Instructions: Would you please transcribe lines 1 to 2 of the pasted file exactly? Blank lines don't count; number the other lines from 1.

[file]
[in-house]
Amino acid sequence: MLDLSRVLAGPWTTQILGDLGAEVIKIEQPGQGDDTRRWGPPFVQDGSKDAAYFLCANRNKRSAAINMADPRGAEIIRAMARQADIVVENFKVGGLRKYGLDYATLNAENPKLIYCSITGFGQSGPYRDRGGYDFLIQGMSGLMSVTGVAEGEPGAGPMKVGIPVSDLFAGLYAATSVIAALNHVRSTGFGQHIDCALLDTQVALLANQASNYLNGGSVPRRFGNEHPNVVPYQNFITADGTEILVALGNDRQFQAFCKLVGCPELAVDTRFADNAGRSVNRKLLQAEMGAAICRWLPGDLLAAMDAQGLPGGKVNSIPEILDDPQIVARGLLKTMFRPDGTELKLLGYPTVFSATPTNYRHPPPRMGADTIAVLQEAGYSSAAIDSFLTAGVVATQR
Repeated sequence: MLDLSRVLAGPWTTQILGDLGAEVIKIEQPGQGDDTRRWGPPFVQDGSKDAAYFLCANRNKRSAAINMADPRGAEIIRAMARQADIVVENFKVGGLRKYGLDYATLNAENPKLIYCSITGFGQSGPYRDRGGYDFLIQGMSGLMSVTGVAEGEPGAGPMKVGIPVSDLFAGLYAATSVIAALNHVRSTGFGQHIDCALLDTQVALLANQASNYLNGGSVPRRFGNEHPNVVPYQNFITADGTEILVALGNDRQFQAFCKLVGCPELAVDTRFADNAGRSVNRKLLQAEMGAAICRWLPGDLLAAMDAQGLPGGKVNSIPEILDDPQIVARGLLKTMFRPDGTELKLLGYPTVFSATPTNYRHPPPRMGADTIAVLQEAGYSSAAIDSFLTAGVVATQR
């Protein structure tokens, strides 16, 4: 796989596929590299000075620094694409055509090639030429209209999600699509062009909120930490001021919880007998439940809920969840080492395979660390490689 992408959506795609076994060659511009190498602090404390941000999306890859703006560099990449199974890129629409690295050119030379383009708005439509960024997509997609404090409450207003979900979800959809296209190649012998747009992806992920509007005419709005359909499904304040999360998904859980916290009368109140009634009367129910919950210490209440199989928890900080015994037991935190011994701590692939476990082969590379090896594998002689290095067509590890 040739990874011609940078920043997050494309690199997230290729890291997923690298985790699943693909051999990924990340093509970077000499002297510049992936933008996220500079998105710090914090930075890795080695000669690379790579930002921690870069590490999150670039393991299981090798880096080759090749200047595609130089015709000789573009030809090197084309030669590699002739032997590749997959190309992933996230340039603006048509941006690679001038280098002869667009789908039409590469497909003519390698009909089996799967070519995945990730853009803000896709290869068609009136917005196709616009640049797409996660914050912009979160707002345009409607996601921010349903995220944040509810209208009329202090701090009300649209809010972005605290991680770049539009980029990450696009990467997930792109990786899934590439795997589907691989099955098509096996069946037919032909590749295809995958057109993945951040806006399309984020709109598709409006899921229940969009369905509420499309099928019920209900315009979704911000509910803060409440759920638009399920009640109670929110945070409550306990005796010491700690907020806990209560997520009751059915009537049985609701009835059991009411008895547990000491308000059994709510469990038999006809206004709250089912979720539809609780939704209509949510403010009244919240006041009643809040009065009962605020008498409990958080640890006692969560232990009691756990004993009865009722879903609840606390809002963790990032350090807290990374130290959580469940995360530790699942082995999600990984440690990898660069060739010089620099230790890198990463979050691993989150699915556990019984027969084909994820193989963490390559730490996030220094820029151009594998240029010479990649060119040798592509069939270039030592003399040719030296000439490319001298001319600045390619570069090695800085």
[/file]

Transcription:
[in-house]
Amino acid sequence: MLDLSRVLAGPWTTQILGDLGAEVIKIEQPGQGDDTRRWGPPFVQDGSKDAAYFLCANRNKRSAAINMADPRGAEIIRAMARQADIVVENFKVGGLRKYGLDYATLNAENPKLIYCSITGFGQSGPYRDRGGYDFLIQGMSGLMSVTGVAEGEPGAGPMKVGIPVSDLFAGLYAATSVIAALNHVRSTGFGQHIDCALLDTQVALLANQASNYLNGGSVPRRFGNEHPNVVPYQNFITADGTEILVALGNDRQFQAFCKLVGCPELAVDTRFADNAGRSVNRKLLQAEMGAAICRWLPGDLLAAMDAQGLPGGKVNSIPEILDDPQIVARGLLKTMFRPDGTELKLLGYPTVFSATPTNYRHPPPRMGADTIAVLQEAGYSSAAIDSFLTAGVVATQR